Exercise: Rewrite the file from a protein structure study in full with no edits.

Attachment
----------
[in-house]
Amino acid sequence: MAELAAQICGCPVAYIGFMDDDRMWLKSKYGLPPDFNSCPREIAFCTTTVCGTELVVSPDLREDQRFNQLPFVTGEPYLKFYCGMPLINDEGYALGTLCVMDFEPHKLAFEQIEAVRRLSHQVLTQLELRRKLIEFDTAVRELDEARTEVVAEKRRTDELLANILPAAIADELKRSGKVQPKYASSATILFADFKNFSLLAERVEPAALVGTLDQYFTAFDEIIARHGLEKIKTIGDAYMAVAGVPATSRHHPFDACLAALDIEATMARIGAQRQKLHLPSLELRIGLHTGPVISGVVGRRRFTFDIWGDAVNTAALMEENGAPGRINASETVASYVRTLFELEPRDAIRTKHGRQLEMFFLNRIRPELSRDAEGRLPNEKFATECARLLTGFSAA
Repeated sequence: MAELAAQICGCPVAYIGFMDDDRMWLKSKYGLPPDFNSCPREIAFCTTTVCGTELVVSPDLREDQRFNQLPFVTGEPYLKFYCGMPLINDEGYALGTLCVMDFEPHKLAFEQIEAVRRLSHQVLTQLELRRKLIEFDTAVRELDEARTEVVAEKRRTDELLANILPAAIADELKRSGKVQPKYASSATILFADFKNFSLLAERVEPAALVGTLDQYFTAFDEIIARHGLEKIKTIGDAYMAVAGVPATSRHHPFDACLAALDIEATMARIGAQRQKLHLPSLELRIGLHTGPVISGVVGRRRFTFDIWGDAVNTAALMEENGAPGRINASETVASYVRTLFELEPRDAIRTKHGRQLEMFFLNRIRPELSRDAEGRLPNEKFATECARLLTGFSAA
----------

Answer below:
[in-house]
Amino acid sequence: MAELAAQICGCPVAYIGFMDDDRMWLKSKYGLPPDFNSCPREIAFCTTTVCGTELVVSPDLREDQRFNQLPFVTGEPYLKFYCGMPLINDEGYALGTLCVMDFEPHKLAFEQIEAVRRLSHQVLTQLELRRKLIEFDTAVRELDEARTEVVAEKRRTDELLANILPAAIADELKRSGKVQPKYASSATILFADFKNFSLLAERVEPAALVGTLDQYFTAFDEIIARHGLEKIKTIGDAYMAVAGVPATSRHHPFDACLAALDIEATMARIGAQRQKLHLPSLELRIGLHTGPVISGVVGRRRFTFDIWGDAVNTAALMEENGAPGRINASETVASYVRTLFELEPRDAIRTKHGRQLEMFFLNRIRPELSRDAEGRLPNEKFATECARLLTGFSAA
Repeated sequence: MAELAAQICGCPVAYIGFMDDDRMWLKSKYGLPPDFNSCPREIAFCTTTVCGTELVVSPDLREDQRFNQLPFVTGEPYLKFYCGMPLINDEGYALGTLCVMDFEPHKLAFEQIEAVRRLSHQVLTQLELRRKLIEFDTAVRELDEARTEVVAEKRRTDELLANILPAAIADELKRSGKVQPKYASSATILFADFKNFSLLAERVEPAALVGTLDQYFTAFDEIIARHGLEKIKTIGDAYMAVAGVPATSRHHPFDACLAALDIEATMARIGAQRQKLHLPSLELRIGLHTGPVISGVVGRRRFTFDIWGDAVNTAALMEENGAPGRINASETVASYVRTLFELEPRDAIRTKHGRQLEMFFLNRIRPELSRDAEGRLPNEKFATECARLLTGFSAA